After almost three years on the OUSD Board of Directors, I believe that one of our biggest challenges as a district is that we don't have a strong culture of accountability.
What I mean by this is that we don't have a culture or regular practice of:
1) Acknowledging our mistakes as a district,
2) Learning from them in any systematic way, and
3) Deliberating publicly about how to avoid making similar errors in the future.
I have seen this happen repeatedly during my time on the board, in the adoption of major (costly) software programs that did not work, in ill-advised board decisions that led to wasteful and unnecessary spending, such as the move to City Hall last year, in construction project delays and cost overruns (one example is the years of inaction on the administration building which has led to us paying rent at 1000 Broadway for years longer than was necessary), and most recently, the lack of accountability for key staff involved in the 16-17 budget crisis.
I have also seen our previous Superintendent make promises to families about a new academic program without first ensuring that the teachers and staff responsible for making good on the promise were consulted and bought in, that we could sustainably resource the program that was promised, and ensuring that the board was supportive of his idea. In Oakland, Superintendents come and go, and so it's critical that the board believes in an initiative if we are truly committed to it over the long term.
This lack of a culture of accountability has several consequences. The first is that we send a message to both community and staff (whether intentional or not) that there are no consequences for costly mistakes that waste staff and community time and the precious resources that students need. Whether we intend it or not, that can leave OUSD families, staff and community members with the impression that we don't care about the impact that our decisions have on them.
If our families and other stakeholders get the impression that we don't care about them, it is hard to build trust and attract and retain staff and students. In Oakland, potential and current families and employees have lots of choices. If we want to stabilize staffing and enrollment in OUSD, a necessary first step is to create a culture of accountability.
Secondly, without consequences, irresponsible practices that lead to waste do not change. If there are no consequences for poor decisions and wasting student money, what is the incentive for anyone to change their behavior?
I truly believe that one of our biggest challenges is staff turnover. It's really hard to run a good school if the staff changes every year, and an obstacle to retention is teachers and staff feeling that there is no accountability at higher levels of the organization, even as they experience accountability for their decisions at their schools.
Third, we are not modeling the kind of integrity that we should expect every OUSD board member, staff member and student to demonstrate. The culture of organizations starts at the very top, in this case the Board and the Superintendent. If we in leadership roles do not demonstrate a willingness to acknowledge and learn from our mistakes, it is unlikely that those behaviors will flourish in the district, and we need them to, in order for students to learn about taking responsibility, growth mindset and willingness to engage with others about the impact of their decisions.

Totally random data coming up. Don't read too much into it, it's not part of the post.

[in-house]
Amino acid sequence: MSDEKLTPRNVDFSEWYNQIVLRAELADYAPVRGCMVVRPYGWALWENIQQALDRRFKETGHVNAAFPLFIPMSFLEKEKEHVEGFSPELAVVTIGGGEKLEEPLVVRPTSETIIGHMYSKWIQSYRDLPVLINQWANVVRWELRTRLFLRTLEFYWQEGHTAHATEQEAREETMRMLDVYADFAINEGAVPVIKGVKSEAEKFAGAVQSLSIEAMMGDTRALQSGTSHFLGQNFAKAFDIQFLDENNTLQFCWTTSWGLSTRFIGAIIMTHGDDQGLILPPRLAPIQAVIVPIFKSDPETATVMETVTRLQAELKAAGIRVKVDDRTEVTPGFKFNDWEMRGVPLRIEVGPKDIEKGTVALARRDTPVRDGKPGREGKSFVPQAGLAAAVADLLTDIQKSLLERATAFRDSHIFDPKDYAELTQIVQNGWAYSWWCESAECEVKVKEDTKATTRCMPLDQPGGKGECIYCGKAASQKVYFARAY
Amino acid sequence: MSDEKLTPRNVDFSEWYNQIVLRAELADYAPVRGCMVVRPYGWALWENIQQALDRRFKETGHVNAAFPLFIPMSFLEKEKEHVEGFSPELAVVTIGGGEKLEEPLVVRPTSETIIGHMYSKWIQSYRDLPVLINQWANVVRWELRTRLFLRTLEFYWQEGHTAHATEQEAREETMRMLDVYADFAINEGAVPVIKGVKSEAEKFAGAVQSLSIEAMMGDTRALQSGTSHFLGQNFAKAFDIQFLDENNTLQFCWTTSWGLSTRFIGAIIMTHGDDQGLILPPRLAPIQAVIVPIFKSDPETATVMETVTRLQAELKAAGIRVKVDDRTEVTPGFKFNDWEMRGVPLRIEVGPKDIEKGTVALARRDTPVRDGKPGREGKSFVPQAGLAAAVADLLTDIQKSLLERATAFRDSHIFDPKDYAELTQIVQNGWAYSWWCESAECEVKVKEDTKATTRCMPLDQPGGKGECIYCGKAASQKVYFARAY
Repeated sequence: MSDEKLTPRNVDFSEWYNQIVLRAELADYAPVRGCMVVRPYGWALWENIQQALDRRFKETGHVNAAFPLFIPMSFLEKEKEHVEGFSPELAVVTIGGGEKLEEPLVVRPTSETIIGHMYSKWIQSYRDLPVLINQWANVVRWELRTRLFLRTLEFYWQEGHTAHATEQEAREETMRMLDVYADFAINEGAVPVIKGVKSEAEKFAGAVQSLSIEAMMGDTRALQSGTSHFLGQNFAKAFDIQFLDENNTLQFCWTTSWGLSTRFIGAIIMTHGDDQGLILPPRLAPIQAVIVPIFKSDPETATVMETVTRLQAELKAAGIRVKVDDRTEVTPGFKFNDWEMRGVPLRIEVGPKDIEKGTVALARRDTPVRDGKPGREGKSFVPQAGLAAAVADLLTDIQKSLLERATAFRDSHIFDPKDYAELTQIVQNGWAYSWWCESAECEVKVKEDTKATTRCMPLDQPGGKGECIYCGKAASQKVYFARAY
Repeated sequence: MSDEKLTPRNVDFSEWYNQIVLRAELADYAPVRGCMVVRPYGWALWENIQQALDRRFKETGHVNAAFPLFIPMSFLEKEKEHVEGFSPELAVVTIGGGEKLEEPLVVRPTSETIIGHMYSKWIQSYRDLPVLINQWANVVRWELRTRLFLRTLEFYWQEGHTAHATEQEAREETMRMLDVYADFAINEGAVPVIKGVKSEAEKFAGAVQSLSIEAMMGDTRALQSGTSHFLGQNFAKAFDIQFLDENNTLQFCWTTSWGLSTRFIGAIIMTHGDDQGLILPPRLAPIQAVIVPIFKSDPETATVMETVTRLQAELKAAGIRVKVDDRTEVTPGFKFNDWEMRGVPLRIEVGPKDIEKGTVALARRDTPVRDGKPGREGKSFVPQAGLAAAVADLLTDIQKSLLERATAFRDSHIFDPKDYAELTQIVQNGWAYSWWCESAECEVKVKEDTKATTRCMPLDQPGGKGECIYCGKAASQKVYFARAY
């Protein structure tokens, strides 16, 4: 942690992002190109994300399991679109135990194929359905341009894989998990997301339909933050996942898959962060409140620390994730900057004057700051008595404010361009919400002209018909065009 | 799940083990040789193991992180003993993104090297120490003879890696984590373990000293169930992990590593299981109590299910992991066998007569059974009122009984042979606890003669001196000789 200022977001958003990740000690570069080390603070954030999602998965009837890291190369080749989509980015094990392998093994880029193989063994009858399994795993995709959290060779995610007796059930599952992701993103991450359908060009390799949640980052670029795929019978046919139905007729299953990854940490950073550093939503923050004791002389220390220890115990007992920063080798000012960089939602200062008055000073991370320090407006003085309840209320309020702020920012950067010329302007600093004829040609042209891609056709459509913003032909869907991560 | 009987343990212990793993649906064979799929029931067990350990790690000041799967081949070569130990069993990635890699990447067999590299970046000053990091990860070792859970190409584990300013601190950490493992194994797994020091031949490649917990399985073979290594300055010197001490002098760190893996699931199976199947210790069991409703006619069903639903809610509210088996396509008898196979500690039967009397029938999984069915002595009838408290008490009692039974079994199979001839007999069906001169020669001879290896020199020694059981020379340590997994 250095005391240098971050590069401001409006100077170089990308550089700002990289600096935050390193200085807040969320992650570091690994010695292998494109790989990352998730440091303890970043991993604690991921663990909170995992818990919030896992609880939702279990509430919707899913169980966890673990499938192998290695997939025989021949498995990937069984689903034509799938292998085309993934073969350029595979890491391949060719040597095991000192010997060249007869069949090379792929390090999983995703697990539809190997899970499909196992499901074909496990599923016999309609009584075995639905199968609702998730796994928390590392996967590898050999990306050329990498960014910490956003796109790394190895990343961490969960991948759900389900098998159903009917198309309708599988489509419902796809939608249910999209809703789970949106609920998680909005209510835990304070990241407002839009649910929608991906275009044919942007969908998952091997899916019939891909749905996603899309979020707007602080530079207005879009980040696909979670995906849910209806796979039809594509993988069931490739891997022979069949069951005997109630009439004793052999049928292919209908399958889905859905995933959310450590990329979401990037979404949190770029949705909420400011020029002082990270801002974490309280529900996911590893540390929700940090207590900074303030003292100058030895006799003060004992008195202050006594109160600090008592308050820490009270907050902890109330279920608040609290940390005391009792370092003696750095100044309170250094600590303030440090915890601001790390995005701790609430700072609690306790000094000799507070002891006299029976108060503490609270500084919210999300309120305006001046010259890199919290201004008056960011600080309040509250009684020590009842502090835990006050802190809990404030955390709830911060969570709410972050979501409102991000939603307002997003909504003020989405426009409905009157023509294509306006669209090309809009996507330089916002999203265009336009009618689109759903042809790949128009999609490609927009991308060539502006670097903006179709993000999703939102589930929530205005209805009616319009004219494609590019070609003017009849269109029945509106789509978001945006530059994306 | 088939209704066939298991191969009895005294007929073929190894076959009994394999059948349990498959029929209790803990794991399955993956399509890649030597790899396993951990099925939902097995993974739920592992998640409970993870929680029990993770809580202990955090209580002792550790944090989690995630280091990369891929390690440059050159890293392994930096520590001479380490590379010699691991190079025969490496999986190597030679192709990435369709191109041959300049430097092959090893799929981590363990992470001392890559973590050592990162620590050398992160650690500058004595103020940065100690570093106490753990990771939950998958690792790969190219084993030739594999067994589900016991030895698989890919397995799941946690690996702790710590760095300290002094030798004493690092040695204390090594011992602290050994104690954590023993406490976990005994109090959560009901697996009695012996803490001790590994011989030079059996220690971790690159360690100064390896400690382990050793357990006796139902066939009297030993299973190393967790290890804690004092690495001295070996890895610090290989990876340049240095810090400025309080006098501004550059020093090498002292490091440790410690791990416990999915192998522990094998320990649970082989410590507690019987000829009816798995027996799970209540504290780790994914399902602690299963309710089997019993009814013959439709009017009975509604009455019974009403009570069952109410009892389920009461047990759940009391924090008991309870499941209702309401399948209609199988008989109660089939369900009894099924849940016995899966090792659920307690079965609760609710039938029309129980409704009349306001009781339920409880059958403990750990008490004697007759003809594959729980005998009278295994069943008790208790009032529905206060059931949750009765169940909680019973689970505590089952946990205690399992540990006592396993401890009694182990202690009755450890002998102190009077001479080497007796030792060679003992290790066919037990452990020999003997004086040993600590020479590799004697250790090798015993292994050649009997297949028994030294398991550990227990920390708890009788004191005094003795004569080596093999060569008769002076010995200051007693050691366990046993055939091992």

We need to talk about our mistakes not to embarrass anyone, but because that is how we create a culture that encourages risk-taking, but critically, learning from our mistakes, and demonstrating that we are committed to doing better for students in the future.
Finally, the lack of accountability leads to a chaotic environment where mistakes are repeated, morale is low and turnover is high, all of which is bad for our students.
Part of the challenge is that there is not agreement on the board about who we are accountable to. My belief is that we are accountable to our students, and by extension, our families, but I have experienced conflict since I have been on the board with board members who often seem more focused on what our staff or vendors want.
Reasonable people can disagree about what it means to focus on student needs. But what is best for students does not usually mean avoiding discomfort, conflict or change, and that is the culture that has been allowed to persist in OUSD for far too long.
I am interested in changing this, but it is a major undertaking to change the culture of an organization. I hope I can count on community and staff support.
We all have a responsibility to act in the best interest of students, no matter our position in the organization or who we report to. I will be bringing a resolution soon to underscore this, and would welcome input and comments as I draft it.
I am also interested in ideas about additional steps we can take as a district to create a culture of accountability. Please share them with me via email (shanthi.gonzales (@) ousd.org) or at monthly office hours.